Title: Peters, Joseph
Source text: The Medical and Surgical History of the War of the Rebellion, Part 3, Volume 1 (Washington, DC: Government Printing Office, 1888), 760-761.
Civil War Washington ID: med.d1e10848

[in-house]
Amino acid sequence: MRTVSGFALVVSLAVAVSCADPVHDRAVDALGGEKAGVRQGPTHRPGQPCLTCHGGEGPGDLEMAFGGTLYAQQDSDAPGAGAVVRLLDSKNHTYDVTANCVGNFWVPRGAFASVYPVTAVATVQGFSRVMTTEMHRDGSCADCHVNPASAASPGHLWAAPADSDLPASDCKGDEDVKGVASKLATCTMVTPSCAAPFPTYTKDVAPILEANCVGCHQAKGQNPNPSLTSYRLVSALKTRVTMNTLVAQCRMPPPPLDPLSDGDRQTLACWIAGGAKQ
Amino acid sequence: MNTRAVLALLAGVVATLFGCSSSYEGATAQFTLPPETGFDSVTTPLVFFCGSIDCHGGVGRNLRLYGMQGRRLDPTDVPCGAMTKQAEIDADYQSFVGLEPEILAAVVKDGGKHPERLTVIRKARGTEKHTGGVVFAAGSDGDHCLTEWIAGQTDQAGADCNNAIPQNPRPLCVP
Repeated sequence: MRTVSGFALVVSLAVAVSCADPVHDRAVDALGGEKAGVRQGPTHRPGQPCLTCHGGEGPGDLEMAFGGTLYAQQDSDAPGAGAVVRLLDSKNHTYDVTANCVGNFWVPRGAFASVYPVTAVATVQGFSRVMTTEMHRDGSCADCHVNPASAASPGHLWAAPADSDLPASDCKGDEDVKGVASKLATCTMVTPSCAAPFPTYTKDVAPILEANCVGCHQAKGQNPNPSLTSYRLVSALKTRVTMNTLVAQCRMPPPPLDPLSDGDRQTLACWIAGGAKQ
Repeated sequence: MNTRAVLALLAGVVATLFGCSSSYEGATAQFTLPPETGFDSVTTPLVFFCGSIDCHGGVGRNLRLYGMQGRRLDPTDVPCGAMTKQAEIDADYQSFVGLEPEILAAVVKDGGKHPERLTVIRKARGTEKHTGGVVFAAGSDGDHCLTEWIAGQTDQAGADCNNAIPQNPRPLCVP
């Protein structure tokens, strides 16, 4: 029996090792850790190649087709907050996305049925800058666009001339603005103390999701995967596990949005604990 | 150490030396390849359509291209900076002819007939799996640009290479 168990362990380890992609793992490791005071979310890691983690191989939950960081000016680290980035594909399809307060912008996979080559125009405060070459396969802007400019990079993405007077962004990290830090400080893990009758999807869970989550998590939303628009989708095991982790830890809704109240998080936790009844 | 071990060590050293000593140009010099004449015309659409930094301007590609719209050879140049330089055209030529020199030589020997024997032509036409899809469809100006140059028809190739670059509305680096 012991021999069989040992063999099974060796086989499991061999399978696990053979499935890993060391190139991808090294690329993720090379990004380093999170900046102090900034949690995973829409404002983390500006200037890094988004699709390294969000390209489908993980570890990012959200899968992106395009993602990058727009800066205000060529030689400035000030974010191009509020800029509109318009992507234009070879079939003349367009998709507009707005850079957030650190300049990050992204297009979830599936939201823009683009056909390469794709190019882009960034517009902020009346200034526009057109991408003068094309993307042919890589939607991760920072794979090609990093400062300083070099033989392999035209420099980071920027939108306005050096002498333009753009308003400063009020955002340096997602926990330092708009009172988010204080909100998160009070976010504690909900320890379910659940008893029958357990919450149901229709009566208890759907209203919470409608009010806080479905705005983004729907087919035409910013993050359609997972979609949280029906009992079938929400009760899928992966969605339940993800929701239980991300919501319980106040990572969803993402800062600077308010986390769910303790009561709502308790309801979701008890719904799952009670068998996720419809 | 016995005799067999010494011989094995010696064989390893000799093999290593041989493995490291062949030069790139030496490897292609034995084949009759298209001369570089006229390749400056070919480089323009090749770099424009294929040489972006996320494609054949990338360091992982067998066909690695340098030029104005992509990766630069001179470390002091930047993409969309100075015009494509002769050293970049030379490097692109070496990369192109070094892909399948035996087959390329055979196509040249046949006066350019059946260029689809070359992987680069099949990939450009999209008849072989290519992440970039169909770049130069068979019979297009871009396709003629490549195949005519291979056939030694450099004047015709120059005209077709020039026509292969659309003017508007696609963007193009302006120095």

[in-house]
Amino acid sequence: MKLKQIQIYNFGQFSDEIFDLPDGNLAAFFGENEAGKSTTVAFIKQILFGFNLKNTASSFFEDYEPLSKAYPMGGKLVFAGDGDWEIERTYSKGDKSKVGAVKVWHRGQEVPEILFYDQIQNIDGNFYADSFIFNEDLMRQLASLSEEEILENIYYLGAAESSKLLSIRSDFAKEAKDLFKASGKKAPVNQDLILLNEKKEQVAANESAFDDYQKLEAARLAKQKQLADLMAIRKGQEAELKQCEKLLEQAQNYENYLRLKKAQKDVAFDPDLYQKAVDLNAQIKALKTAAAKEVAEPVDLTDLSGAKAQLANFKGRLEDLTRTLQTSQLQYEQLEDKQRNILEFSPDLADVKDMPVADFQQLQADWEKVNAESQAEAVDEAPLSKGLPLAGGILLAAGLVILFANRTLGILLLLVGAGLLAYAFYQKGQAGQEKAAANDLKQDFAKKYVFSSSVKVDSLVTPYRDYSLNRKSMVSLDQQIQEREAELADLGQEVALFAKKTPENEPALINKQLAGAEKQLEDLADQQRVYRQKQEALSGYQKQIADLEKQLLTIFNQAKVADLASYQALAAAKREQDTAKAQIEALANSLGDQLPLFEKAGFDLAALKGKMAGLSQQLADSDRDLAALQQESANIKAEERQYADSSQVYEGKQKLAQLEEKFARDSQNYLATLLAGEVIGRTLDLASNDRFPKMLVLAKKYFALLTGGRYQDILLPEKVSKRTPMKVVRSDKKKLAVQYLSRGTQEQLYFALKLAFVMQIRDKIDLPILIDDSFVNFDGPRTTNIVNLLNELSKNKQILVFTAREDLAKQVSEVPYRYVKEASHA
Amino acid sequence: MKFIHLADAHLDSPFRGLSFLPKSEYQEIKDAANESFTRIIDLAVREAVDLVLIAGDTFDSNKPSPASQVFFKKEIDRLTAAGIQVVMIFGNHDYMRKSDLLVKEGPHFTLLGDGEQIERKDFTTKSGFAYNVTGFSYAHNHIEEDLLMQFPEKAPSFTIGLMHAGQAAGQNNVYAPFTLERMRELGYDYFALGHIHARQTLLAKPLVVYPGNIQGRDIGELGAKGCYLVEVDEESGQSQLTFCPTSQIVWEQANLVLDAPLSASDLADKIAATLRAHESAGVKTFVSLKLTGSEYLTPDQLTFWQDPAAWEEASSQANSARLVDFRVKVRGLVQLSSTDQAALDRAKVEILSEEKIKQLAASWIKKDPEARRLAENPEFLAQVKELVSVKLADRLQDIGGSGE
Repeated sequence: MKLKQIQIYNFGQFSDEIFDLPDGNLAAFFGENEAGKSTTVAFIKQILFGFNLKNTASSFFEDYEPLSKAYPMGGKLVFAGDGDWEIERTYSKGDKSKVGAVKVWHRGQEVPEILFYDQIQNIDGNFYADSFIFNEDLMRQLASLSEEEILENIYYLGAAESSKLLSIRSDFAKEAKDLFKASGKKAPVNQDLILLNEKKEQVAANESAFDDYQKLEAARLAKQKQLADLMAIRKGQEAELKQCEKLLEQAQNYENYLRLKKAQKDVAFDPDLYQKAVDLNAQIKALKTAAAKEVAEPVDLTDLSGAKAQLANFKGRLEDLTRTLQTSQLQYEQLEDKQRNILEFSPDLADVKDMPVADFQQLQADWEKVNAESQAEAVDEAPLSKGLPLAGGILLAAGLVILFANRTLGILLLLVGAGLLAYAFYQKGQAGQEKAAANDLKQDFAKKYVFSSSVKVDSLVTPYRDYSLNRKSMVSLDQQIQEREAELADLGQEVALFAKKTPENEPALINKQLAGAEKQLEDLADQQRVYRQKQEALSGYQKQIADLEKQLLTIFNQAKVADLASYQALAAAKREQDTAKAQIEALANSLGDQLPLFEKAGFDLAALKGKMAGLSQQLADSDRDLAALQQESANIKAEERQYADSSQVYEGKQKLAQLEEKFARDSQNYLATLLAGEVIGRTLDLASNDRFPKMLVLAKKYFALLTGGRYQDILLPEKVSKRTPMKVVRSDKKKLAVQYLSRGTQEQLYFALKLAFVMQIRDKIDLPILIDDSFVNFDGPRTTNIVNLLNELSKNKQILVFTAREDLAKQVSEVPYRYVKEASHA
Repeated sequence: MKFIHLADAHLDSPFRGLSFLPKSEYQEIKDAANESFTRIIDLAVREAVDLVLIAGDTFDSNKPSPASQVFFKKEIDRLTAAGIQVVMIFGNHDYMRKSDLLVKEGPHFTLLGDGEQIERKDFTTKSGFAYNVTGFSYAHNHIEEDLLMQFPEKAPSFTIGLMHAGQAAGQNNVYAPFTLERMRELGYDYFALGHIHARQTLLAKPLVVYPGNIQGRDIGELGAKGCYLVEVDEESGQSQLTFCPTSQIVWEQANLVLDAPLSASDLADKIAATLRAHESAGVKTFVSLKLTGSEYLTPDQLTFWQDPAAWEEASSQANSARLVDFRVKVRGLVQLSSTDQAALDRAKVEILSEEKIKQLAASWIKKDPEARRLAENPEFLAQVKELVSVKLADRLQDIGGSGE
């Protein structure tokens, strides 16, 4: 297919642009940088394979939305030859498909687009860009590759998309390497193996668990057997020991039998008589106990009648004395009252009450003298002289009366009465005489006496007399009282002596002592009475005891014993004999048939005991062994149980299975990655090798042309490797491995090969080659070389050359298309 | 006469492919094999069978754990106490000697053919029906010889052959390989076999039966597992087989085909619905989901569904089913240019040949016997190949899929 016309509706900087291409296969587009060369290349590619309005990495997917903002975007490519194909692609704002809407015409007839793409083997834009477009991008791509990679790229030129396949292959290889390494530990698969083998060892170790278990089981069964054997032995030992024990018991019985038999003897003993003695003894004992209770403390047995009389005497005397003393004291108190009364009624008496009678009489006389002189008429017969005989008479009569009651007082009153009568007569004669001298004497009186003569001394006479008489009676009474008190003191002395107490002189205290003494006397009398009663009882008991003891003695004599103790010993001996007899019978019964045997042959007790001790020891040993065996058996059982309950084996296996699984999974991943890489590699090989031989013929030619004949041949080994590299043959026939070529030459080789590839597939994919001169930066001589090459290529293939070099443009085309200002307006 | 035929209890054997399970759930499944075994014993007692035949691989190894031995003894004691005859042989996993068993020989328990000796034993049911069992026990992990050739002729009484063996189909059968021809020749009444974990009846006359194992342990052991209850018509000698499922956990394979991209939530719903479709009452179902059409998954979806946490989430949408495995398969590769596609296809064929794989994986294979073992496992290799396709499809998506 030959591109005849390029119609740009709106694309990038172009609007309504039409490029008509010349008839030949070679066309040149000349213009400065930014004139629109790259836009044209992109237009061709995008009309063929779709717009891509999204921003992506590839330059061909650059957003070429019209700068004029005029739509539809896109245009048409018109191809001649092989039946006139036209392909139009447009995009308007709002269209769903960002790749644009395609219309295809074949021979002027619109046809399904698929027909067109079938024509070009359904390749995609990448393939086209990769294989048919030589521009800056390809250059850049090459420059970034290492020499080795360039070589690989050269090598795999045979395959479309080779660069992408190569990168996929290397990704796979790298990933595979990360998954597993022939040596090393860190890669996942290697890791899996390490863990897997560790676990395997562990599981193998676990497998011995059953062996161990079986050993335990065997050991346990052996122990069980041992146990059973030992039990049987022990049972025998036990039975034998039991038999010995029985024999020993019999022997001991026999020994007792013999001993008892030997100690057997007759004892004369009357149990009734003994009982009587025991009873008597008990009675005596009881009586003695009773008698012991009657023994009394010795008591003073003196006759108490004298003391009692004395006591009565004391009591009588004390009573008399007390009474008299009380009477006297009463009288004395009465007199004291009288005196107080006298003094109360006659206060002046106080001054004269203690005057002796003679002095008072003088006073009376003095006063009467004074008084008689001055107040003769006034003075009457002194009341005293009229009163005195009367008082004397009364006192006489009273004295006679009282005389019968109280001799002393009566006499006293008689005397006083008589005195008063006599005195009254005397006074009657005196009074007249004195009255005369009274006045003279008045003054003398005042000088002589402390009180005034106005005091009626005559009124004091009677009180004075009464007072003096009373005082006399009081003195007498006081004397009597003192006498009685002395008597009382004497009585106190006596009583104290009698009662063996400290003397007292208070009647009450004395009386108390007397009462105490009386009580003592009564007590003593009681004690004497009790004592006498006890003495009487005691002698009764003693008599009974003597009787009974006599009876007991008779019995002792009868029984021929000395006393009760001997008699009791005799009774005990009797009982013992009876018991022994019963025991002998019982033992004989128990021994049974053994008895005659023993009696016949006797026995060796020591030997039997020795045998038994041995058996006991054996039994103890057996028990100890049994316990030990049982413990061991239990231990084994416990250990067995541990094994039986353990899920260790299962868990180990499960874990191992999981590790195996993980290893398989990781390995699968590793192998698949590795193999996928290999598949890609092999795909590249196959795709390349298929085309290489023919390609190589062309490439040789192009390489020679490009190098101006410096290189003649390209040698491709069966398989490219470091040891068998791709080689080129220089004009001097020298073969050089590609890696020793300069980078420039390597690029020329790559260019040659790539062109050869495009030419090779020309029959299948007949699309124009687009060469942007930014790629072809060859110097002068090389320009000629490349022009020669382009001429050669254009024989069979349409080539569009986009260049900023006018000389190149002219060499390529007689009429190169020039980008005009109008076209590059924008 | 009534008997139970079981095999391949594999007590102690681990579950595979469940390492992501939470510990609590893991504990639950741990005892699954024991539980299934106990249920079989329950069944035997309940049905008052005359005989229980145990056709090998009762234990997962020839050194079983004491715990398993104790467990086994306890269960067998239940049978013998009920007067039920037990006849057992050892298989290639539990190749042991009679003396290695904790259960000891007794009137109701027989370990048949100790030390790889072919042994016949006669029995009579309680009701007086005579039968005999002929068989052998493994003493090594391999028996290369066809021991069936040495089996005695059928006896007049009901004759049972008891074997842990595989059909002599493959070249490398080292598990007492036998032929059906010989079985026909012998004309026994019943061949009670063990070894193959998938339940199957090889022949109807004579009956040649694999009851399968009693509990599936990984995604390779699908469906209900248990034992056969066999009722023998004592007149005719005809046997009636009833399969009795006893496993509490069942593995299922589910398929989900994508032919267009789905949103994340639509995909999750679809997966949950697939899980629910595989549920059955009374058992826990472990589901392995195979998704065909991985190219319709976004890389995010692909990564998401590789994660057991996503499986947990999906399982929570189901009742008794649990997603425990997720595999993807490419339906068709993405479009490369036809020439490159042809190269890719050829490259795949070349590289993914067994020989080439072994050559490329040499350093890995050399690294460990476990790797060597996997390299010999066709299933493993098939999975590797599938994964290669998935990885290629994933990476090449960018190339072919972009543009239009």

CASE 7.—Recruit Joseph Peters, 29th Colored Troops; age 20; was admitted Feb. 20, 1865, having been sick for several days with pneumonia of the right side. He had a full strong pulse and severe cough, with rusty viscid sputa. A poultice was applied and expectorants administered. He became restless on the 25th and complained of much pain. Dover's powder was given. On March 5 there was dulness over the lower part of the left lung and some crepitation was heard; the breathing became labored. On the 8th the patient was weak and restless; his pulse feeble; skin cold and freely perspiring. Stimulants and beef-extract were given every hour; a blister was applied to the left side, and two grains of calomel with opium were administered hourly for six hours. Next day his skin was warm and he felt easier; but the pulse became small, the breathing irregular and labored. He died on the 12th. Post-mortem examination: The right pleural sac contained twenty-eight ounces of serum mixed with pus and the greater part of the lung was infiltrated with pus; the lower portion of the left lung was hepatized.—Act. Ass't Surgeon S. D. Twining, L'Ouverture Hospital, Alexandria, Va.